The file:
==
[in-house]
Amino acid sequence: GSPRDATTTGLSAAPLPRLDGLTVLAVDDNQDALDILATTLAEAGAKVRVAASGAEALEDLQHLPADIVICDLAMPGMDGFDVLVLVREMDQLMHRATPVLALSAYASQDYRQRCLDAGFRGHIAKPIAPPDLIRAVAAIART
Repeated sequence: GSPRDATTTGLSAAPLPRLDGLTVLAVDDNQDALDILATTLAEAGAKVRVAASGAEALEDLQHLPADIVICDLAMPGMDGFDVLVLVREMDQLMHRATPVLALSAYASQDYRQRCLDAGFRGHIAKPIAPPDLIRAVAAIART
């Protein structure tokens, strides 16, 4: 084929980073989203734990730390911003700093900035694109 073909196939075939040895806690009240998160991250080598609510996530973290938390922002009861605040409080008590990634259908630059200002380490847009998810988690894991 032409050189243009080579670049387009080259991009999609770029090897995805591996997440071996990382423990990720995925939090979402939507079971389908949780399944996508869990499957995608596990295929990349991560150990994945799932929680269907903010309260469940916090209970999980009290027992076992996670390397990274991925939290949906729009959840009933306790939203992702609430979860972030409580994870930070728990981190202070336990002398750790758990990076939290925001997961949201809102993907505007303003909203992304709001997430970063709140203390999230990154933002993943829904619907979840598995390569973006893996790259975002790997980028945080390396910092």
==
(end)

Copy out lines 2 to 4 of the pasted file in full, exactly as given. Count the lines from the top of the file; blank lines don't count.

Amino acid sequence: GSPRDATTTGLSAAPLPRLDGLTVLAVDDNQDALDILATTLAEAGAKVRVAASGAEALEDLQHLPADIVICDLAMPGMDGFDVLVLVREMDQLMHRATPVLALSAYASQDYRQRCLDAGFRGHIAKPIAPPDLIRAVAAIART
Repeated sequence: GSPRDATTTGLSAAPLPRLDGLTVLAVDDNQDALDILATTLAEAGAKVRVAASGAEALEDLQHLPADIVICDLAMPGMDGFDVLVLVREMDQLMHRATPVLALSAYASQDYRQRCLDAGFRGHIAKPIAPPDLIRAVAAIART
């Protein structure tokens, strides 16, 4: 084929980073989203734990730390911003700093900035694109 073909196939075939040895806690009240998160991250080598609510996530973290938390922002009861605040409080008590990634259908630059200002380490847009998810988690894991 032409050189243009080579670049387009080259991009999609770029090897995805591996997440071996990382423990990720995925939090979402939507079971389908949780399944996508869990499957995608596990295929990349991560150990994945799932929680269907903010309260469940916090209970999980009290027992076992996670390397990274991925939290949906729009959840009933306790939203992702609430979860972030409580994870930070728990981190202070336990002398750790758990990076939290925001997961949201809102993907505007303003909203992304709001997430970063709140203390999230990154933002993943829904619907979840598995390569973006893996790259975002790997980028945080390396910092």